Thesis Abstract and Dissertation
The Politics of Letters: José Martí’s Revolutionary Discourse
Doctor of Philosophy, University of Toronto, 2006
Martí’s life and work exemplify the intellectual activist whose contribution to human progress is founded on the principle that self-development, freedom, justice, and dignity for everyone are achievable through historical transformation. His writings occupy a central place in the “literature of combat” in the new political and economic era that emerged in the final decades of the 1800s. They place him alongside radical revolutionary thinkers for whom humanism is the necessary foundation of the political and social consciousness required to transform nations into independent and just societies, and for whom also moral progress is as important an indicator of national development as material accumulation and technological growth.
Martí’s humanism is the foundation of his revolutionary activism. His commitment to human progress and nation-building generates his creative impulse and forges an integral link between writing and his other political activities. The transformative spirit of Martí’s creativity and aesthetic will brings together the activist and the inner poet and gives form to distinctive texts that challenge literary boundaries and mark significant contributions in the struggle to create, legitimize and establish authentic, original literature in Spanish America. It is exemplified in El presidio político en Cuba, his revolutionary oratory and “Nuestra América.”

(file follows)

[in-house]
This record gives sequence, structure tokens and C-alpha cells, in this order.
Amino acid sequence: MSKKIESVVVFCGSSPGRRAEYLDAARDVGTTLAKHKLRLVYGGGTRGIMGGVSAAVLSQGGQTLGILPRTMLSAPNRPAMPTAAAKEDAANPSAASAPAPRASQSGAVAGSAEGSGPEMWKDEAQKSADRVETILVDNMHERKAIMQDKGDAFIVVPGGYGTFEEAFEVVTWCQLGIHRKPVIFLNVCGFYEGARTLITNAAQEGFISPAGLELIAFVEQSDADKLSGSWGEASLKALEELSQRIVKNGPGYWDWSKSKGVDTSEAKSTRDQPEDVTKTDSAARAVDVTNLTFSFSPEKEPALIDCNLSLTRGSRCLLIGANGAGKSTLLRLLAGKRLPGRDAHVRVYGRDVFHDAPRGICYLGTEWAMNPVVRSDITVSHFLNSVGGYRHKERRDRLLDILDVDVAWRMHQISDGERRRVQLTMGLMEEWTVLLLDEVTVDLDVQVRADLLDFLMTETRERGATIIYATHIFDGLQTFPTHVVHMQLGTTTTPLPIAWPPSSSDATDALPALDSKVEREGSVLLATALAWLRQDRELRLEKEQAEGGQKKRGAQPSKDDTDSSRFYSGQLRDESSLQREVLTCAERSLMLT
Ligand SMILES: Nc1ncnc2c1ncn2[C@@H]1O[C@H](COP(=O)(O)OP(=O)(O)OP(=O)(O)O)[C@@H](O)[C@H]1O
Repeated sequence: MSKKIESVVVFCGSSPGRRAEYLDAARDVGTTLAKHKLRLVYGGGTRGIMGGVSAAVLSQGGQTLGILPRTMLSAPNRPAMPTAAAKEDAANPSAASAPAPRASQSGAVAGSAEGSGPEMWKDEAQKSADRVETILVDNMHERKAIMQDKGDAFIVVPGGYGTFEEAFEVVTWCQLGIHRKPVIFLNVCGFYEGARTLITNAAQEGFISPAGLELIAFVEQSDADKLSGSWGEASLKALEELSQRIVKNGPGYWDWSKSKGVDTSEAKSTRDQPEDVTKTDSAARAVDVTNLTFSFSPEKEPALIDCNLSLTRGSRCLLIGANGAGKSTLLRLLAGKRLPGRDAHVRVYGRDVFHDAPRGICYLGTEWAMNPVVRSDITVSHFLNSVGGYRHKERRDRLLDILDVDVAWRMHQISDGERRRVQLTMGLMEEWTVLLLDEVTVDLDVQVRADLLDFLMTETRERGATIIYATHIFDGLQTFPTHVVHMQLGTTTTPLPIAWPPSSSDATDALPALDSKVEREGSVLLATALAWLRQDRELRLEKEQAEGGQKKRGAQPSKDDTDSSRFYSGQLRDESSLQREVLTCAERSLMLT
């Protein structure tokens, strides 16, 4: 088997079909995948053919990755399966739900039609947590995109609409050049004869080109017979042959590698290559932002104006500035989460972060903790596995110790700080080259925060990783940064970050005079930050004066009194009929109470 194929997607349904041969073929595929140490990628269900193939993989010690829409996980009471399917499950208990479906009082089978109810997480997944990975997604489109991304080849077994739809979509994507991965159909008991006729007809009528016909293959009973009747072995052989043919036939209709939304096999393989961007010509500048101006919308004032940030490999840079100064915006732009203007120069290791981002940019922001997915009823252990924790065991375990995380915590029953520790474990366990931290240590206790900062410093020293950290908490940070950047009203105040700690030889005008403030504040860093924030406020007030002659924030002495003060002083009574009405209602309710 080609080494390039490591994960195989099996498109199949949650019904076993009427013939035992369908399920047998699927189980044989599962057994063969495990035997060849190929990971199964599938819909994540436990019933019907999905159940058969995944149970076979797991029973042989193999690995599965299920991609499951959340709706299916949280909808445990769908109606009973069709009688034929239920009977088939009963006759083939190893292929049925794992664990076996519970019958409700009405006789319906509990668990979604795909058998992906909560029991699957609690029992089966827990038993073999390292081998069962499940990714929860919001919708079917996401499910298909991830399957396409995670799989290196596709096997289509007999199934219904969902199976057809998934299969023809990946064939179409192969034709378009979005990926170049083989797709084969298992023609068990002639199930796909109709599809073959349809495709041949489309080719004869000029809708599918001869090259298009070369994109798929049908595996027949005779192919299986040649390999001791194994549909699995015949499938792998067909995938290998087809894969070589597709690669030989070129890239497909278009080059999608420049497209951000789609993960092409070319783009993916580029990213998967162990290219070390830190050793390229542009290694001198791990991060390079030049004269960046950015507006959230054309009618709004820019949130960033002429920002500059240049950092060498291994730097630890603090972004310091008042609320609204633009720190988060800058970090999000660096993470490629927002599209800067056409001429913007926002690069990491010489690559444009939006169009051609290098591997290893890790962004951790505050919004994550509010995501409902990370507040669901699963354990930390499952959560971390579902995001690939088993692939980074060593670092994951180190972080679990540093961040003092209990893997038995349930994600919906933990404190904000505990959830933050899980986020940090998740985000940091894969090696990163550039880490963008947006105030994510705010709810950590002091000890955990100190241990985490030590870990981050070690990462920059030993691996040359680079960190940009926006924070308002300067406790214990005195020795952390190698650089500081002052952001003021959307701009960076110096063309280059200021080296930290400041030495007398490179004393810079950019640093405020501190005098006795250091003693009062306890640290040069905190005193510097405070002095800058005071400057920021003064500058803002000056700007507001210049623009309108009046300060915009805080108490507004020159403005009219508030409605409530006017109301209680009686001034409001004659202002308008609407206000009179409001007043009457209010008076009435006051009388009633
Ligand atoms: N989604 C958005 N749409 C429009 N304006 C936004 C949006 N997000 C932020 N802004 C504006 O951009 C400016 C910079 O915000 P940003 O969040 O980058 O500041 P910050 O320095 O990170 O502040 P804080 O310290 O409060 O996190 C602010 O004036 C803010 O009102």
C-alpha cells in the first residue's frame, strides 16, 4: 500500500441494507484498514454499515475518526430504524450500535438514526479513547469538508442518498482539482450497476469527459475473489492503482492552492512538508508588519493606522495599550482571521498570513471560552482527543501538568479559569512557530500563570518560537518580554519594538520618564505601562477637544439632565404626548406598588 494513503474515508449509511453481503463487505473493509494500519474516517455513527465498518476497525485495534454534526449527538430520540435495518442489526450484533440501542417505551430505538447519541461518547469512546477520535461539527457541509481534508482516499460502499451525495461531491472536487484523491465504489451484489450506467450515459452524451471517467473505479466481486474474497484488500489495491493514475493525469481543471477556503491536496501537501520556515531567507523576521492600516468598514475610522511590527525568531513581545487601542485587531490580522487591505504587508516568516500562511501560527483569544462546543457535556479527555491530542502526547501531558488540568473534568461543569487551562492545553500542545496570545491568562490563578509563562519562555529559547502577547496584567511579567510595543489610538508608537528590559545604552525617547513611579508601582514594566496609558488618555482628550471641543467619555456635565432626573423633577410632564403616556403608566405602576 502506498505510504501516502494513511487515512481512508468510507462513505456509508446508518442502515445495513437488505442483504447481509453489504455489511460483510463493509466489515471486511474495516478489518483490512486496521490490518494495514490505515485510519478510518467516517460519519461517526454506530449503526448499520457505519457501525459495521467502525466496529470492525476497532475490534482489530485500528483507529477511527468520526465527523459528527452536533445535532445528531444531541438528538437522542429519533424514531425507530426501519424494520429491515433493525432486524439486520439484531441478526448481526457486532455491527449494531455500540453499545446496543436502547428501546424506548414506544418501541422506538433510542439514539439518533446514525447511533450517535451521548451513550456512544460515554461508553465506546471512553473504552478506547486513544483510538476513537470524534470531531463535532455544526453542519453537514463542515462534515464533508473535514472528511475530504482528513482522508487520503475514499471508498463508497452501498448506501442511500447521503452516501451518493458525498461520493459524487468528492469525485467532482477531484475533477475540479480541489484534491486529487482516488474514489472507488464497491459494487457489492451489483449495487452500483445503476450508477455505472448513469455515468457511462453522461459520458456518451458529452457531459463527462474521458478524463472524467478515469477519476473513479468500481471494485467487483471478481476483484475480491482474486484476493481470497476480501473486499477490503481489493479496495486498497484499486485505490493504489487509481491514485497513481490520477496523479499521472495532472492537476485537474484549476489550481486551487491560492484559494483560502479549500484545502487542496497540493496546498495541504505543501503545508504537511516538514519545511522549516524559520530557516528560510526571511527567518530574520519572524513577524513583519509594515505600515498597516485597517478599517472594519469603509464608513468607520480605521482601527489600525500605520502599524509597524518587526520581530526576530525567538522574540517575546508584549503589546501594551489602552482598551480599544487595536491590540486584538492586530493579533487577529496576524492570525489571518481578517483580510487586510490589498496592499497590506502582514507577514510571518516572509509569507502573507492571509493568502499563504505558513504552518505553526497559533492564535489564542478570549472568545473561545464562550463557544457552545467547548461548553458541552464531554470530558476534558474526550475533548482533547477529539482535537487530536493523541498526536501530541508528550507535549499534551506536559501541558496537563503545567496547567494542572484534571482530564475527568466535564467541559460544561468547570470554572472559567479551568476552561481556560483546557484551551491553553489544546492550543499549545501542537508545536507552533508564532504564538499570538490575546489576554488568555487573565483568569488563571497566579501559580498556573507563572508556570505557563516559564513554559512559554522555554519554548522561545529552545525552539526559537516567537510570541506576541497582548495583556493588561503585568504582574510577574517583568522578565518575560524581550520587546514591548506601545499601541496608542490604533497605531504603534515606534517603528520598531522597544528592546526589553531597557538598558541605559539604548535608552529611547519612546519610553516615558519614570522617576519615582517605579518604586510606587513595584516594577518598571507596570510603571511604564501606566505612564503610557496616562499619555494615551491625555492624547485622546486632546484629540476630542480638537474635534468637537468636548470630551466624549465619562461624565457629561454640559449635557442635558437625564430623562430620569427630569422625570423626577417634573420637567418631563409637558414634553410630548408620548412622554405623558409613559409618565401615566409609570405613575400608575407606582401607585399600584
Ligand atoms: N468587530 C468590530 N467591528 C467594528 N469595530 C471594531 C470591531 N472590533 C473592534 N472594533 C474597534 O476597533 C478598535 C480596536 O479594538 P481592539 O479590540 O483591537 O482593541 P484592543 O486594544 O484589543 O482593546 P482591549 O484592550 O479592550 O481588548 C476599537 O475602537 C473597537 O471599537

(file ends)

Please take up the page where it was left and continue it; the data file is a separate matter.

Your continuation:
Martí’s revolutionary discourse incorporates the link between the aesthetic and political dimensions of America’s transformation and brings the poet’s creativity and aesthetic will together with the political purpose and ethical appeal imposed by the realities of history and the activist’s place in it. It is a discourse of inclusion that recognizes the marginalized sectors and integrates them into the march of human progress.
Martí’s emancipatory poetics combines factual information and poetic expression in the poeticized prose, figurative language and proliferation of images that characterize his style. In the politics of letters, Martí’s excels in the employment of the rhetorical arts to inspire leaders, mobilize the people, and convey truth in the service of the nation through the rational appeal of facts and arguments strengthened by power of the schemes and tropes of poetic language to speak to people’s souls and intellects and move their passions.